Flow in Arterial Bifurcations

 

 

Video of flow through a rectangular "T" shaped conduit, reminiscent of an arterial bifurcation.  While obviously unlike typical arterial branchpoints, this model affords an opportunity to study some of the potentially complicated flow patterns that could occur.  The right angle side branch is a geometric extreme that I once selected to help study whether local geometry could affect flow distribution.  The uninitiated will think of the bifurcation of dividing the flow into 2 unconnected streams.  The first video indicates that this is not the case.

Next is a High-Def view of the junction showing a fascinating aspect of this flow.  A fluid surface that has already entered the straight branch, at the initial frame of the video, actually flows upstream along the conduit walls and eventually exits via the side branch.   

 While this result depends on circumstances, it's been verified to occur experimentally also.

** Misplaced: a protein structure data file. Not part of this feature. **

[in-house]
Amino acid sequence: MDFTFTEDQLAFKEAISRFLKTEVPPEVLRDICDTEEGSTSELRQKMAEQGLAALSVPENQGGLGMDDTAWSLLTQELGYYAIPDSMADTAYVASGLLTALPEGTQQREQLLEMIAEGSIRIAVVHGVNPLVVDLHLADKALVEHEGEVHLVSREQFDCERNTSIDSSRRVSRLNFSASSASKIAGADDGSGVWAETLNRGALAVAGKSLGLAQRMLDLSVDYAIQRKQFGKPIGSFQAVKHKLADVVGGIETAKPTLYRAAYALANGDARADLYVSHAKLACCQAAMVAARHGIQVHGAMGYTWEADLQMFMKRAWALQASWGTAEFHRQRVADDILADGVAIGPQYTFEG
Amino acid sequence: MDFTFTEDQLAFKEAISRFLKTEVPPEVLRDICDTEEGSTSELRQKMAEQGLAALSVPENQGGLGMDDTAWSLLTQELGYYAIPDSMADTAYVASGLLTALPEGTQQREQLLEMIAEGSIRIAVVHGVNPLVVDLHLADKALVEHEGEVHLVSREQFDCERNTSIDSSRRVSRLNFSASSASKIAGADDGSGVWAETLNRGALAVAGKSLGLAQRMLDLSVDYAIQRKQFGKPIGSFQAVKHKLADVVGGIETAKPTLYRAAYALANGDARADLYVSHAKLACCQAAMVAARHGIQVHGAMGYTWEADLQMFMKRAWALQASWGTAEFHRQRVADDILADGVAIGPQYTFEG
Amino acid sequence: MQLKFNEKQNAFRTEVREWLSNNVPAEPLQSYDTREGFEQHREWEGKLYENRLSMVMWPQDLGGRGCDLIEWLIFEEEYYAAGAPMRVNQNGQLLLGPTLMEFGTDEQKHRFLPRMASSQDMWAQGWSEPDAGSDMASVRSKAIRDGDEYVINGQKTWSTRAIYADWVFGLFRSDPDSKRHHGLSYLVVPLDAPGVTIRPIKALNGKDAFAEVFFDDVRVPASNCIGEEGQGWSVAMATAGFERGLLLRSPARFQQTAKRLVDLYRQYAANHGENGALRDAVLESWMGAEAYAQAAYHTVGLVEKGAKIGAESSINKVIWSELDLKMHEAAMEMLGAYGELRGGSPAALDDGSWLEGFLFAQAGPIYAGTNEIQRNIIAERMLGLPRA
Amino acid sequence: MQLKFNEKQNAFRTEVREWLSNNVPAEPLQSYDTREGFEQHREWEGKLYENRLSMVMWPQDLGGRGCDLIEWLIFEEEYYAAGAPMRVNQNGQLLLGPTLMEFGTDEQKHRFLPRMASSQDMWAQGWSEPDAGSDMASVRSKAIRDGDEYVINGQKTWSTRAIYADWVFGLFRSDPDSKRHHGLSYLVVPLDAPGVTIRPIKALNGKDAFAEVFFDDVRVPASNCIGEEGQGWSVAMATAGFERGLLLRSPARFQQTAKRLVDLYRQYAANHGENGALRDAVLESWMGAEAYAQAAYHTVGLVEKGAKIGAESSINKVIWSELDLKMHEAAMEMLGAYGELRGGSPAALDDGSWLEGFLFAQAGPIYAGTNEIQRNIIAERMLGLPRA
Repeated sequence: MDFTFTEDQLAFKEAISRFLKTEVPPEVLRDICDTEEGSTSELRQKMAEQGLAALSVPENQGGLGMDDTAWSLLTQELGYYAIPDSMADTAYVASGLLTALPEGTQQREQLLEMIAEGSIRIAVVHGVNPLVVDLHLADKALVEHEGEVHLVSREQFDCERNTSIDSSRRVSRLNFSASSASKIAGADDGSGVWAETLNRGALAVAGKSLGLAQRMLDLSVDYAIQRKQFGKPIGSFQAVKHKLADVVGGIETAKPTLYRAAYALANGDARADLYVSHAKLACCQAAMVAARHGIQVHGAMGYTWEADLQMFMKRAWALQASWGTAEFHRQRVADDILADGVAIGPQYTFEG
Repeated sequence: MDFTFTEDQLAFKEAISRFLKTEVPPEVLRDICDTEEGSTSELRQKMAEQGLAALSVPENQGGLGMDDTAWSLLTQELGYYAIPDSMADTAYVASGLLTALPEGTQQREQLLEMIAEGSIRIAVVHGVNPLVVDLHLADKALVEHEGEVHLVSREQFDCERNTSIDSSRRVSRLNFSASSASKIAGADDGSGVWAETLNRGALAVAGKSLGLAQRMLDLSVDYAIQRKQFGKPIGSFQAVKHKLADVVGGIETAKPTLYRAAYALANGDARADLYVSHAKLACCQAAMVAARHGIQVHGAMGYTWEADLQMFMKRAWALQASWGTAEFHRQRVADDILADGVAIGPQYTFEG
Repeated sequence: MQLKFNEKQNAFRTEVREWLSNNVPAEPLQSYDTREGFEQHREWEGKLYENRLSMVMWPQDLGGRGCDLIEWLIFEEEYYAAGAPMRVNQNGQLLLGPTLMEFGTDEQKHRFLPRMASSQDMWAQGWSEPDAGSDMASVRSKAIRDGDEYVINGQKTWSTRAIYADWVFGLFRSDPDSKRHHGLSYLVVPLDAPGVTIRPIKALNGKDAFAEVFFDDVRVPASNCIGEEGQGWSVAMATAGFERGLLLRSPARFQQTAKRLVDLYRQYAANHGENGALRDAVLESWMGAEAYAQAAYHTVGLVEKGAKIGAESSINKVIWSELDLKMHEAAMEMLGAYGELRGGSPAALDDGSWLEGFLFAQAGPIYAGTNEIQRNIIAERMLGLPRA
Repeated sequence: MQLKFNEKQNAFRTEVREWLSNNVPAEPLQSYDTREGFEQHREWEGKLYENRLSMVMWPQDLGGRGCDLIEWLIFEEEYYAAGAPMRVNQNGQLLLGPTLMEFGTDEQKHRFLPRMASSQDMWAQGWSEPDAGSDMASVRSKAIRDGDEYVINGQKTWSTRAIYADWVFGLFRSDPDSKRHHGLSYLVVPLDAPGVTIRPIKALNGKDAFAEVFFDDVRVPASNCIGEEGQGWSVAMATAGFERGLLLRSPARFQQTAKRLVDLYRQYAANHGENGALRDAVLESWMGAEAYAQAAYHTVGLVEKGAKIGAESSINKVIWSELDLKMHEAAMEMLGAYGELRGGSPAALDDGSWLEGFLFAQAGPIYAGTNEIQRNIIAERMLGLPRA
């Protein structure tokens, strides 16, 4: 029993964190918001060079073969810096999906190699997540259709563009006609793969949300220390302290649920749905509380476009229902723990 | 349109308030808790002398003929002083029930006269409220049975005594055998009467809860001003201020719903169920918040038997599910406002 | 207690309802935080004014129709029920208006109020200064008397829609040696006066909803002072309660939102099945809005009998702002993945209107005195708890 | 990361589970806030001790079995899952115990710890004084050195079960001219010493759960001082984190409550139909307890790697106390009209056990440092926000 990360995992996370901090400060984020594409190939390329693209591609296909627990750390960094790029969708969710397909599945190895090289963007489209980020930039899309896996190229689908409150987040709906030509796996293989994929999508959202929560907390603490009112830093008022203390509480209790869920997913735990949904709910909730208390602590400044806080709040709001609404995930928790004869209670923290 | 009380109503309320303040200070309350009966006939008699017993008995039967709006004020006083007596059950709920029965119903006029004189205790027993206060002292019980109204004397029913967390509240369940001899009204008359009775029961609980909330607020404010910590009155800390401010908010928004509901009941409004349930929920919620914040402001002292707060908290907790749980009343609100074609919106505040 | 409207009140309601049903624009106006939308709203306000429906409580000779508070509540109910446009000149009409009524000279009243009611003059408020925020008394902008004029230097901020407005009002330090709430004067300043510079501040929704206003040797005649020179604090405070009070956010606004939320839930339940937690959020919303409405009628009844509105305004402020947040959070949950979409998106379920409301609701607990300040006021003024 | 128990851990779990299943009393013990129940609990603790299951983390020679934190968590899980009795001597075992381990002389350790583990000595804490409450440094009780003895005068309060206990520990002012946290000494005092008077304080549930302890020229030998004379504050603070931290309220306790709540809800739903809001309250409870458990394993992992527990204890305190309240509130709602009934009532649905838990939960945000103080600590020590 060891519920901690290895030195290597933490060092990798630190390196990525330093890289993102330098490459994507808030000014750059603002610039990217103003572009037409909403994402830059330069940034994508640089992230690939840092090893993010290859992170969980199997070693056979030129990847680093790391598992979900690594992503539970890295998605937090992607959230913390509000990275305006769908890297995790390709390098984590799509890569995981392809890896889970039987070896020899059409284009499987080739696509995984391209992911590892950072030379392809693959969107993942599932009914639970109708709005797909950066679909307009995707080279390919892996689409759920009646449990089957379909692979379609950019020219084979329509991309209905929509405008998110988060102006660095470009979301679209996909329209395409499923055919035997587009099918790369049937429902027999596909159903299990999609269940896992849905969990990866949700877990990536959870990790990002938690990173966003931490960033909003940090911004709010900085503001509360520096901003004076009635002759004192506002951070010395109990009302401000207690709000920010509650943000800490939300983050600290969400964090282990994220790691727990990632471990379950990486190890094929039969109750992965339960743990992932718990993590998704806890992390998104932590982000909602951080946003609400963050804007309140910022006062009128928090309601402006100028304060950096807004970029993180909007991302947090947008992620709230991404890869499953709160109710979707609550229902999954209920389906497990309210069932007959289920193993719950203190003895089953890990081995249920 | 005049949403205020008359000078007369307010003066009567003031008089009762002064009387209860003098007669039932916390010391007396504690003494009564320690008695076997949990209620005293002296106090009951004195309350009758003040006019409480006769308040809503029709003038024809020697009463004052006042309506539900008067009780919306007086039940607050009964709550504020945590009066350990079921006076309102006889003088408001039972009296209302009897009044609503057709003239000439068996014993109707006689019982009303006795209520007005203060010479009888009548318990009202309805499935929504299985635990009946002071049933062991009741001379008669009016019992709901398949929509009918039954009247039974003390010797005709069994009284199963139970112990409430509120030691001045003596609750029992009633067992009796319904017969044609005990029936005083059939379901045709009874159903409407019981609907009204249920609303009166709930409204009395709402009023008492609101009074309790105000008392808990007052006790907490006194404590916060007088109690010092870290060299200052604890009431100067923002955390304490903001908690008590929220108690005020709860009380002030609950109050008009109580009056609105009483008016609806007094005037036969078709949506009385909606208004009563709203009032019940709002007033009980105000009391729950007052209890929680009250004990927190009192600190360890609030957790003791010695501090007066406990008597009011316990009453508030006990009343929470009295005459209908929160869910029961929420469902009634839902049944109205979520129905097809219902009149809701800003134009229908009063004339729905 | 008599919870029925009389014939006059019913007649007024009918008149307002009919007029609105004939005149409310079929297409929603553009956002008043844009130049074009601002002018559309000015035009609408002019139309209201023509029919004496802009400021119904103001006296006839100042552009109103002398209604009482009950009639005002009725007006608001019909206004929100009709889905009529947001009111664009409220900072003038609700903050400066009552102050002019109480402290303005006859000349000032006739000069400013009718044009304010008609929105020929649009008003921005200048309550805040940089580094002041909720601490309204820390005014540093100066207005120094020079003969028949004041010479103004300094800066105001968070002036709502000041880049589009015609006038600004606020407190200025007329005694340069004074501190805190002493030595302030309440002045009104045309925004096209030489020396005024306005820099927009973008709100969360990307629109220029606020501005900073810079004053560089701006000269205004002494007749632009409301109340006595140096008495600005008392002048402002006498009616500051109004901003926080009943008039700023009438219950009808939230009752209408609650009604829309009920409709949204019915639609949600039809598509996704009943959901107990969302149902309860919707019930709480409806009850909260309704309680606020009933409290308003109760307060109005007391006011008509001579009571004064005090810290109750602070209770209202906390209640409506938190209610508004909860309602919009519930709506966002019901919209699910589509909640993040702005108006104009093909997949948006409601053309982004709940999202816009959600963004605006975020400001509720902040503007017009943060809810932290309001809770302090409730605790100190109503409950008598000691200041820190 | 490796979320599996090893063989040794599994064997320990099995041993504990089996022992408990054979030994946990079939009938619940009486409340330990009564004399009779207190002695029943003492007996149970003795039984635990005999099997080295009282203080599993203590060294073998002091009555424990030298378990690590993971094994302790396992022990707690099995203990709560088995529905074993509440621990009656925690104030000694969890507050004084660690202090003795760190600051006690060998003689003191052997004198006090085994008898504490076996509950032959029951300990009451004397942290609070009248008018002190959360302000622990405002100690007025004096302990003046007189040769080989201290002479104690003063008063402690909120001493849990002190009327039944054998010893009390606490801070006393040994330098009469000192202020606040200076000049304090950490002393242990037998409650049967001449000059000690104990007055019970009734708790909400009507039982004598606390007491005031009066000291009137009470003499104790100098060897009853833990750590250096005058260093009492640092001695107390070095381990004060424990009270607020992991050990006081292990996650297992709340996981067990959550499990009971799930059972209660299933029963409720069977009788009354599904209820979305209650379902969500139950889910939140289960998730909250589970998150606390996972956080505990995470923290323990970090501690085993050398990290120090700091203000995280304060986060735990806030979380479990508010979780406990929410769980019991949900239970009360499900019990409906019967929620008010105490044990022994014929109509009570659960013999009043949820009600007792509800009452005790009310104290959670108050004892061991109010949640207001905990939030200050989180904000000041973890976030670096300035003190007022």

2 Dimensional Examples

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 3 Dimensional Aspects of Bifurcation Flow

 

 

Here's the video from the top of the page, recapitulated for the gist.  Flows in the 2 branches remain connected.

The next is a displacement animation at Reynolds number 1000 with 75% of the flow into the side branch. The video depicts how flow that has already entered the straight branch flows upstream along the walls into a recirculation region and eventually exits the side branch. The rectangular cross-sectional geometry is a better test bed for the computations.  

Next is a displacement animation viewed from the vicinity of the side branch.  Flow enters from the left and the straight branch is off to the right.  Again, a fluid surface in the straight branch has been labeled and the animation shows how it ends up coming towards you into the side branch.  This is a high-def (HD) mp4 file and is larger that straight mpeg; it will run slow and jerky if your stream rate isn't fast enough.

Next is of a displacement animation of flow starting at the side branch.  Reynolds number 1000 with 75% of the flow going into the side branch.  k-epsilon turbulence model

 

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